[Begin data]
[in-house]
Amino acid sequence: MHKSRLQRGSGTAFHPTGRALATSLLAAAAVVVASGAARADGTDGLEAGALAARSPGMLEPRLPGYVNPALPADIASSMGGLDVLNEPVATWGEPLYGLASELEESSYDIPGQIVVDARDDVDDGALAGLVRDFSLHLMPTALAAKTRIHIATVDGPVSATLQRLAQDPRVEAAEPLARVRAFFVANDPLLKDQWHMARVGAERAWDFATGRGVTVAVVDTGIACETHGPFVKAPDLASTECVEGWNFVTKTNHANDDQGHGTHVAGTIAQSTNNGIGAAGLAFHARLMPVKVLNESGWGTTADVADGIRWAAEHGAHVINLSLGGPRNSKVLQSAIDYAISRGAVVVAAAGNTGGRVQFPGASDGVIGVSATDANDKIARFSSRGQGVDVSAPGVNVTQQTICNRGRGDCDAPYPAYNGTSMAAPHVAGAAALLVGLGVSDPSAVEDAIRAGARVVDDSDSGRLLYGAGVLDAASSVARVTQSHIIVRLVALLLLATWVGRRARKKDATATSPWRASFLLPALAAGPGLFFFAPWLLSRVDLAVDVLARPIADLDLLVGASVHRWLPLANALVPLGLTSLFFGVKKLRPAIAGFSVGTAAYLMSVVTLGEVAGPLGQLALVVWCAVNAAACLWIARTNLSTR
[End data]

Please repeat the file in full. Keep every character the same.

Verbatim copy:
[in-house]
Amino acid sequence: MHKSRLQRGSGTAFHPTGRALATSLLAAAAVVVASGAARADGTDGLEAGALAARSPGMLEPRLPGYVNPALPADIASSMGGLDVLNEPVATWGEPLYGLASELEESSYDIPGQIVVDARDDVDDGALAGLVRDFSLHLMPTALAAKTRIHIATVDGPVSATLQRLAQDPRVEAAEPLARVRAFFVANDPLLKDQWHMARVGAERAWDFATGRGVTVAVVDTGIACETHGPFVKAPDLASTECVEGWNFVTKTNHANDDQGHGTHVAGTIAQSTNNGIGAAGLAFHARLMPVKVLNESGWGTTADVADGIRWAAEHGAHVINLSLGGPRNSKVLQSAIDYAISRGAVVVAAAGNTGGRVQFPGASDGVIGVSATDANDKIARFSSRGQGVDVSAPGVNVTQQTICNRGRGDCDAPYPAYNGTSMAAPHVAGAAALLVGLGVSDPSAVEDAIRAGARVVDDSDSGRLLYGAGVLDAASSVARVTQSHIIVRLVALLLLATWVGRRARKKDATATSPWRASFLLPALAAGPGLFFFAPWLLSRVDLAVDVLARPIADLDLLVGASVHRWLPLANALVPLGLTSLFFGVKKLRPAIAGFSVGTAAYLMSVVTLGEVAGPLGQLALVVWCAVNAAACLWIARTNLSTR